Nashville Concerts, Sports, Theatre and Other Event Tickets 2023/2024

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Nashville, Tennessee

Nashville is known for its role in music tourism. With iconic venues such as the Grand Ole Opry House (Opry schedule), The Country Music Hall of Fame and Museum, the Johnny Cash Museum, the Ryman Auditorium (Ryman schedule), and the Bridgestone Arena (Bridgestone Arena schedule), it is no wonder why Nashville claims to be Music City. When visiting these noteworthy establishments in Nashville, be sure to appreciate the vast number of concerts occurring around the clock to get a good sense of what makes the music of this southern city special.

Although Nashville’s music scene is over-saturated, on any day of the week, there are tons of acts appearing on stages across the city

With over 180 live music venues, Nashville has a huge number of performances every single day. Some cities only come alive on weekends, but that is not the case in Nashville. Listeners should check out organizations such as Now Playing Nashville, which gather concert info, such as artists, show name, date, location, and time, so that those who are intrigued by concerts can have their pick of the crop. Never a boring city, there are many Things to in Nashville.

Over 200 concerts will occur each night of the weekend, and that does not include underground performances filling up garages, basements, back rooms, and back yards. Some of the performers include the following artists: Jon Batiste, Cody Johnson, Sure Sure & Wilderado, Lane 8, Josh Groban, Michael Martin Murphey, Gary Mule Deer, Gallant with Jamila Woods, Mikaela Davis, Chris Robinson Brotherhood, Herrick, Ciara Rae, Buffalo Wabs and The Price Hill Hustle, Kylie Frey Round, Sammy Arriaga, Abbey Cone, Jaden Michaels, Lori Beth, and many, many more.

Against Nashville’s ruling multi-million-dollar labels and commercialized ventures, Nashville’s indie musicians are gaining audiences

Nashville’s conventional artists include the following familiar faces: Tim McGraw, Faith Hill, Keith Urban, Alan Jackson, Martina McBride, Amy Grant, Vince Gill, Lady Antebellum, Kings of Leon, and Kesha. Signed to dominant labels in the city, these artists and their contemporaries draw much of the attention in Nashville’s venues. Musicians with similar sounds and aspirations compete for spots in the lineups at the elite venues in town.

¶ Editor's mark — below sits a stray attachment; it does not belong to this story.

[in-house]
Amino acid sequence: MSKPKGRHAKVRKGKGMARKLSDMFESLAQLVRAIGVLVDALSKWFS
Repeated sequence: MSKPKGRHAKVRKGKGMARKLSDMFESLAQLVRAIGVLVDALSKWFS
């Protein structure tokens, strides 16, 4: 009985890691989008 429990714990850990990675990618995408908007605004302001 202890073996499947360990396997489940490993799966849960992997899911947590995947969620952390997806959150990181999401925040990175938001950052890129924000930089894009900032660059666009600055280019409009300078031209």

However, against this synonymous music culture, new waves of indie musicians are collaborating and creating, and audiences are responding to the noise they are making. They challenge the notion that labels gatekeep the sounds of Nashville, by advertising singles on the radio and filling venues with recording studio sweethearts. As independent music has grown in an internet age, indie, DIY, and other sub-scenes in music are strengthening their voices. Artists such as Olivia Scibelli of Idle Bloom believe that there is a budding anti-establishment mentality in Nashville, which is conducive to these often-overlooked aspects of the city’s music community.

Nashville’s lifeblood is music

Venues such as DRKMTTR—a barber shop house party downtown—is one of these spaces. Ran by volunteers, its crowd is refreshingly anarchic. Punk rock, Americana, indie, pop, and other scenes are swelling in DIY spaces, countering the country sounds that put Nashville on the map. In addition, with the success of rock band Kings of Leon native to Nashville, rock transplants such as Jack White and the Black Keys have made their ways to Nashville, giving greater credibility to the unorthodox sounds its artists make. For listeners who love country and for listeners who like something beyond the dominant country sound, Nashville has concerts worth seeking.